And bleeding all of your savings to days past gone by
Makin it all manifest for the rich guy
Egomaniac and the brainiac don't know how to act
Bens deep, 6 feet, pallets sweet
Fed Master Ben signed the deal, thinks he's print make a tril'
But always will 'til he crosses over
Still draining your head and savings free
Come with me, show the sacrifice it takes to print in the T’s
You wanna be a Fed superstar in the biz?
And take savings from people who don't know what it is
I wish it was all fun and games but the price of elections is high
And most can't pay the way
Still trapped in what you printin' about
Tell me what happens when the dollar loses clout
The route you took started collapsing
No votes, no bribes, no respect, no change, no women
And everybody craps on your name

TruthInSunshine's picture

As has been said on here before by many, non-stop QE has been ongoing for years. To QE3 or to not QE3 tomorrow has long been a moot point.

Nothing will get the sheeple angrier, in a crazed and frenzy state, to the point of wandering & meandering the streets, violently and randomly stealing/breaking/torching shit, like $5.50/$6.50 per gallon gasoline/diesel and 10%/then20%/then30% higher from here food-and-everything-else costs.

The sheeple, when engaged in random and misdirected acts of mischevious destruction, in an inarticulate grunt attempting to express their rage, not knowing who to precisely target, will feel only temporarily better after each cathartic wave of destruction, and the extent of damage from their more and more frequent "demonstrations" will build and grow with each successive one.


The Bernank's famous last words, before he flees 33 E. Liberty Street like pond scum in the night, flames set to buildings in the foreground and background, will be:


"I had to kill the Federal Reserve Note [what some still adoringly call the U.S. Dollar] to save it."

RSloane's picture

I can't +1 you, but I would if I could. The only doubt I have about your post is that Americans would have to get out of their lounge chairs, turn off the TV, put down the chips, donuts, and beer or diet Coke, and actually wander around outside possibly in inclement weather. Destruction of property requires a lot of energy expenditure and I'm just not sure Americans are up for that. I could be very wrong and selling them short. I hope very much I'm wrong because nothing is going to change until people in large quantities, from all walks and races, hit the streets in anger.

White.Star.Line's picture

My vote for one of the greatest posts, from one of the GREATEST POSTERS on Zerohedge, of all time.

His name was Robert Paulson.....................

cdude's picture

"...meandering the streets, violently and randomly stealing/breaking/torching shit..."

The proverbial breaking of windows as per the Keynesian dream?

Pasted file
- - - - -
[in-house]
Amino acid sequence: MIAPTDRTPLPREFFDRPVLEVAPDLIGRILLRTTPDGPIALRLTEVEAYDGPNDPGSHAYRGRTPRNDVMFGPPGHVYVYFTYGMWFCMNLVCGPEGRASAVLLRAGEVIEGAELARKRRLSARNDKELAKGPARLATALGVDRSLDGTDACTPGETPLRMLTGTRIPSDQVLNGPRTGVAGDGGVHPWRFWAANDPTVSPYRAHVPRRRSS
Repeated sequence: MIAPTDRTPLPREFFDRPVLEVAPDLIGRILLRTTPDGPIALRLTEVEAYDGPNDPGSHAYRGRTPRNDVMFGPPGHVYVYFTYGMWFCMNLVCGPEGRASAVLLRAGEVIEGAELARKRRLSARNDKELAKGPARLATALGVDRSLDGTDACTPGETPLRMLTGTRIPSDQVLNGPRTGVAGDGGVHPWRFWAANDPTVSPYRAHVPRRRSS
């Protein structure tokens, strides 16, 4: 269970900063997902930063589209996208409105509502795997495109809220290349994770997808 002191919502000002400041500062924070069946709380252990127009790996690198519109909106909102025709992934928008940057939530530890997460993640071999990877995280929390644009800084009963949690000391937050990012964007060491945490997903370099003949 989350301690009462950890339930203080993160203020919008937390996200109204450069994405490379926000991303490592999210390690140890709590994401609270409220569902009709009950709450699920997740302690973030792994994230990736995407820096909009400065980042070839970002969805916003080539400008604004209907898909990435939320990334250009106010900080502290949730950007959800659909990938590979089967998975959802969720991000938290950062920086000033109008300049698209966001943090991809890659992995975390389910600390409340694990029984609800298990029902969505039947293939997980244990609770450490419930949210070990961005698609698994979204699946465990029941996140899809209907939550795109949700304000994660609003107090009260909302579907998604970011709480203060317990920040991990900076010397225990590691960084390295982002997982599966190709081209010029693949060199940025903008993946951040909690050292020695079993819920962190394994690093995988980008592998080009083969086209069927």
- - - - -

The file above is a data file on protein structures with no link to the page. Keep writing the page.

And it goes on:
metastar's picture

"Unlimited" Bitchez (regardless of whatever the FED says at any particular meeting). One must merely read between the lies.

White.Star.Line's picture

I can read between the lines..............

Unlimited corruption.

Unlimited Coercion....

Unlimited theft....

Unlimited currency destruction...

Unlimited sovereign destruction...

Unlimited restriction of freedom...

Unlimited depreciation and commodization of the human spirit..

Unlimited destruction of wilderness....

Unlimited death...


Sorry you lose,

Go away fuckers.
We win.

lakecity55's picture

"Occupy" is an integral part of the "Arab Spring" and the color revolutions.

They are also allied with the muslim brotherhood.

Terp's picture

With press credentials hanging from their necks.


Yeah, right.

rawsienna's picture

Michael  - You can get you point across without the anti-jewish remarks.  

Michael's picture

The word Jew is not a curse word.

I have plenty of Jewish relatives, trust me, they know too.

ejmoosa's picture

Actually this is a good example of how the Feds destroy value.

In their possession they are only worth the gold they contain....

And they will collect no taxes on them....ever.

ArrestBobRubin's picture

Michael, in my neck of the woods it's known as Talmudvision.

The term pretty well sums it up its "value proposition".

Dr. Engali's picture

It would screw up the money market funds which would technically be giving investors a negative rate of return due to fees. In other words breaking the buck. There are rules in place to prevent them from doing that but lowering the overnight rate would do just that. This would cause some funds to close disrupting credit to borrowers( withdrawing liquidity).

Comay Mierda's picture

rate wont get cut.  and no QE3 announcement

QE has been going on behind the scenes. Fed/primary dealers have been monetizing govt deficits since 2007. Look at the Fed Z-1 Report, specifically at the total change in credit outstanding for the federal government over the last 5 years.  Then look at how much federal govt debt has increased over the last 5 years. its damn near equal